Firstly, stable and persistent volunteering behavior may reflect a causal influence of past behavior on current behavior. A consequence of experiencing an event (engagement in volunteering) is that preferences or any constraints relevant to future behavior may be altered (Heckman 1981). Individuals who have engaged in volunteering behavior in the past are therefore more likely to engage in that same behavior in the future. There are several possible mechanisms through which this causal effect may operate. Here, we focus on two. The first is linked to theories of social capital. Participation in volunteering activities enhances social networks, social ties (including friendship networks and organizational memberships) and, importantly, connections to others in social institutions. These ties make subsequent volunteer activity participation more likely by fostering trust and norms of generalized reciprocity, and by creating obligations and providing support (Putnam 1995). Moreover, enhanced connections to others in social institutions, as well as increasing the likelihood that one will be invited to engage in civic activities (Brady et al. 1999), also increase information and access for further volunteering opportunities (Oesterle et al. 2004). Similarly, connections to others in social institutions, insofar as these institutions foster the development of civic skills and a sense of civic mindedness, are indicative of subsequent volunteering activity (Brady et al. 1999; Mutchler et al. 2003; Oesterle et al. 2004). The second mechanism is linked to the ‘warm glow’ hypothesis, perhaps the most influential model of why people engage in pro-social behavior (Andreoni 1989, 1990). Here, pro-social behavior enters the utility function as individuals derive positive emotional experiences, a ‘warm glow,’ from the act of helping others (Andreoni 1989). Individuals may also have a desire to win prestige, respect and enhance their social image (Andreoni 1990; Sanghera 2016). Therefore, pro-social behavior can also be motivated by a desire to receive social acclaim or avoid scorn from others. These factors which influence the decision to act prosocially exhibit selfish elements and are therefore generally considered to be models of ‘impure altruism.’ There now exists a substantial body of research suggesting that pro-social behavior has many physiological and psychological benefits (Borgonovi 2008; Mellor et al. 2009; Musick and Wilson 2003; Post 2005). Therefore, when individuals derive a positive emotional experience from the act of helping other people (Andreoni 1989, 1990), this ‘warm glow’ may increase the likelihood of acting in a pro-social way in the future (van der Linden 2015). After all, ‘once you have a certain new experience, you need to keep on having more of it if you want to sustain your happiness’ (Layard 2011). While individuals may directly receive a ‘warm glow’ or ‘helpers high’ from volunteering—when the act of helping others actually makes people feel good—the psychological benefits of volunteering may also be derived indirectly from enhanced connectedness, social contact and a sense of worth and status (Andreoni 1990; Nichols and Ralston 2011; Son and Wilson 2012). This type of temporal persistence, where there is a causal effect of past behavior on current and future behavior, is referred to as ‘true’ state dependence.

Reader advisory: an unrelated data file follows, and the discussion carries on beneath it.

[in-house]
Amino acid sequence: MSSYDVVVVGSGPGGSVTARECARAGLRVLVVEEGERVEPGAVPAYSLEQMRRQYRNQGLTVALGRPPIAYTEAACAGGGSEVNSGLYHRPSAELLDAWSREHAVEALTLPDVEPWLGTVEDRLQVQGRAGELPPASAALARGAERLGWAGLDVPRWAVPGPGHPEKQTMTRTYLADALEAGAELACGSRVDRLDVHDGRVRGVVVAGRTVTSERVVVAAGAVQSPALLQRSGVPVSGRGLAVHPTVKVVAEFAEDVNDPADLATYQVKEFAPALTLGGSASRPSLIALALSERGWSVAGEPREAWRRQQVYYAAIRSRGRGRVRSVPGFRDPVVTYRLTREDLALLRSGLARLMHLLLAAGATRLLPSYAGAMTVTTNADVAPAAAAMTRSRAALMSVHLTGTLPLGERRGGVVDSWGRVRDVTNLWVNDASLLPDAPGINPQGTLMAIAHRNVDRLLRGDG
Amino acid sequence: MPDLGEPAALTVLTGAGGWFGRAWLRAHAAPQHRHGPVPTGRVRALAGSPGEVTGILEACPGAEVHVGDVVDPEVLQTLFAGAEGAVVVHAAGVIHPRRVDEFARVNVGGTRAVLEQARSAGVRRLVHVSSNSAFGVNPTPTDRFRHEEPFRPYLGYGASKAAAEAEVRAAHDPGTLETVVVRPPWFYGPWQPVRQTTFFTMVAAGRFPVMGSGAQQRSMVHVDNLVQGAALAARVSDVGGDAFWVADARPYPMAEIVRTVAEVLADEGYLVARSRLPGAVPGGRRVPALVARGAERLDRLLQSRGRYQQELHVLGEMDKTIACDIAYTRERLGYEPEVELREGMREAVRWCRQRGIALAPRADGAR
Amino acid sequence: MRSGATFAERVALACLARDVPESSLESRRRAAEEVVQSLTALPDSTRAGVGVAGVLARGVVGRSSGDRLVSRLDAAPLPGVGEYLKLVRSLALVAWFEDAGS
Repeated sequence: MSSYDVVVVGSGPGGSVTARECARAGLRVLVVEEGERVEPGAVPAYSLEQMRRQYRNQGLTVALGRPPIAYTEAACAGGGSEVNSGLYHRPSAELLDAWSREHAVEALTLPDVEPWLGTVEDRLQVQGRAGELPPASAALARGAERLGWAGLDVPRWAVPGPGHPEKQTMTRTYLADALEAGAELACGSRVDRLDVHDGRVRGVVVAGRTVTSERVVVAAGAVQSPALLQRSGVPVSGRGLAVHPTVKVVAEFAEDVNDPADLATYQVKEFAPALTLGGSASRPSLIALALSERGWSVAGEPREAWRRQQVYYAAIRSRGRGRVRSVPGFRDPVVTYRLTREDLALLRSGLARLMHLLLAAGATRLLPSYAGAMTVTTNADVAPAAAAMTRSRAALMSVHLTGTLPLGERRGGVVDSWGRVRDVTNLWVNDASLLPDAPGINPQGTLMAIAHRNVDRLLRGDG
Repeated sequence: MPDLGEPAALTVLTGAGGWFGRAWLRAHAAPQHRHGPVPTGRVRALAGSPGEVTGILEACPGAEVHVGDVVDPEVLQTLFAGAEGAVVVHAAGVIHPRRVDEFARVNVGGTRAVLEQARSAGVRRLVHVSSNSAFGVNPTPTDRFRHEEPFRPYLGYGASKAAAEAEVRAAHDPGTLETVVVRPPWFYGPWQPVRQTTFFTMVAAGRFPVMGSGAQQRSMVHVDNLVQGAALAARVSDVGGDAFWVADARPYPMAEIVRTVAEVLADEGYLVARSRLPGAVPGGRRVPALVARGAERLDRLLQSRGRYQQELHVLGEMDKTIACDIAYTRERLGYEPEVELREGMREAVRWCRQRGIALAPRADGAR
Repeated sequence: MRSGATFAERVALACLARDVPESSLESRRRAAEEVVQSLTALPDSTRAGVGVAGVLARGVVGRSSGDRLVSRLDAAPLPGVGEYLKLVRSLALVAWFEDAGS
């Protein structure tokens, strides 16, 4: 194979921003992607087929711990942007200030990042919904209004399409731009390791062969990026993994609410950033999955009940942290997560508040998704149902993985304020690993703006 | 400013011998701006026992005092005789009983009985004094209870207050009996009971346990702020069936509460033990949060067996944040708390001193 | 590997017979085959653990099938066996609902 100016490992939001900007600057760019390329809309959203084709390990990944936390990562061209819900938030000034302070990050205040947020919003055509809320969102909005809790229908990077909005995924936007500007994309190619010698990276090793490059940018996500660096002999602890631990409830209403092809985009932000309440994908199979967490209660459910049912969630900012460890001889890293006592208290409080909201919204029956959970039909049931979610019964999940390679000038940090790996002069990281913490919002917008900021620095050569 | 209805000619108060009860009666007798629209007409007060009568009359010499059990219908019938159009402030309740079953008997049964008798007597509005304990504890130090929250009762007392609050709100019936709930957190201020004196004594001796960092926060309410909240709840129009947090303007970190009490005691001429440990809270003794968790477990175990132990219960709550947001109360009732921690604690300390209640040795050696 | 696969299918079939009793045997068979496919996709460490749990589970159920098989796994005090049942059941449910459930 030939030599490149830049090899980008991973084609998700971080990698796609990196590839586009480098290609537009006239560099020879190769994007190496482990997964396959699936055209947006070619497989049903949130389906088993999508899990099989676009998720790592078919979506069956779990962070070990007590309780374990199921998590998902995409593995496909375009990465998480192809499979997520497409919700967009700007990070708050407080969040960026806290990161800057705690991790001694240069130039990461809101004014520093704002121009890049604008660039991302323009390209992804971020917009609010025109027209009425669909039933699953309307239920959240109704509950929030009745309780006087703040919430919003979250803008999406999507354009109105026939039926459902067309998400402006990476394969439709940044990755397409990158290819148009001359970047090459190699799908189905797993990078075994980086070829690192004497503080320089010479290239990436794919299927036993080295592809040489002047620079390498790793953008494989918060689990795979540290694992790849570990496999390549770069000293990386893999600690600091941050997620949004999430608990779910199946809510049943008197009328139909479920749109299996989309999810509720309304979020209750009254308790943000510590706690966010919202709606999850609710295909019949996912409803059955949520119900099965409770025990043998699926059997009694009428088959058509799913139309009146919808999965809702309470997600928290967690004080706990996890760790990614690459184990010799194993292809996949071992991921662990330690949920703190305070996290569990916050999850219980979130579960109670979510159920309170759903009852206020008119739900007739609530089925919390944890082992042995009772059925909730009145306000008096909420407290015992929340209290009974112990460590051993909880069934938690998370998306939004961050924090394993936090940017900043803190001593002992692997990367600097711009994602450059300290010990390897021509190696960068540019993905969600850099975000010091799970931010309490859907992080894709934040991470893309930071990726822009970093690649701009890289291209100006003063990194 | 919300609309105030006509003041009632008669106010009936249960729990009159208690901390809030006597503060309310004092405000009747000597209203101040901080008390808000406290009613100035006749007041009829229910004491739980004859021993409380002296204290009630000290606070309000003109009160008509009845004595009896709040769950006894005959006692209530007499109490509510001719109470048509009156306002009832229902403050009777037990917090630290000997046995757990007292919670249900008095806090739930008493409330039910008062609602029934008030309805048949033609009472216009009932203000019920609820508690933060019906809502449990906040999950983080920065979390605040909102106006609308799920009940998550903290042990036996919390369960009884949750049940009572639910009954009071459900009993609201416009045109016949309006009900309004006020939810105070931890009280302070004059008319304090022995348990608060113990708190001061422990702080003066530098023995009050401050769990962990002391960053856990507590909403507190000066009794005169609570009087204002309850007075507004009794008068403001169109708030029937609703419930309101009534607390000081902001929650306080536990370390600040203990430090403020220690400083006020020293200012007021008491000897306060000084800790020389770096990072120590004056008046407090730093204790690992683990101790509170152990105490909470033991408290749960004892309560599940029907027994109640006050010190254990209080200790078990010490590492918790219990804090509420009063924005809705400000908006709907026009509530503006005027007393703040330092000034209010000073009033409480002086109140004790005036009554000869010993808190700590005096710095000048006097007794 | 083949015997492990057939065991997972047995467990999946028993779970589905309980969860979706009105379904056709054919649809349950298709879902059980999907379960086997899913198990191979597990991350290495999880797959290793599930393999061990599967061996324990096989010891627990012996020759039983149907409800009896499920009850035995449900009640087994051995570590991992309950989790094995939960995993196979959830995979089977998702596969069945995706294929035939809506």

Alternatively, persistence in behavior may be driven by personality traits and other stable characteristic behaviors or values that are not always readily observable to researchers (Brown et al. 2015; Janoski and Wilson 1995). For instance, a higher tendency to volunteer has been found to be associated with altruistic values (Hodgkinson 2003), higher openness to experiences (Binder and Freytag 2013) and higher agreeableness (Carlo et al. 2005). It is generally assumed that these characteristic behaviors are established in pre-adult life through intergenerational transmission mechanisms and other early socialization experiences and remain largely unaltered during adulthood (Janoski et al. 1998). To the extent that these often unobservable factors are persistent over time, they will induce persistence in volunteering behavior. Past volunteering behavior may therefore appear to have a causal influence on future volunteering behavior by simply picking up the effect of permanent unobserved individual heterogeneity. This mechanism is commonly referred to as ‘spurious’ state dependence. An understanding of the relative magnitude of ‘true’ and ‘spurious’ state dependence has important consequences for policy design.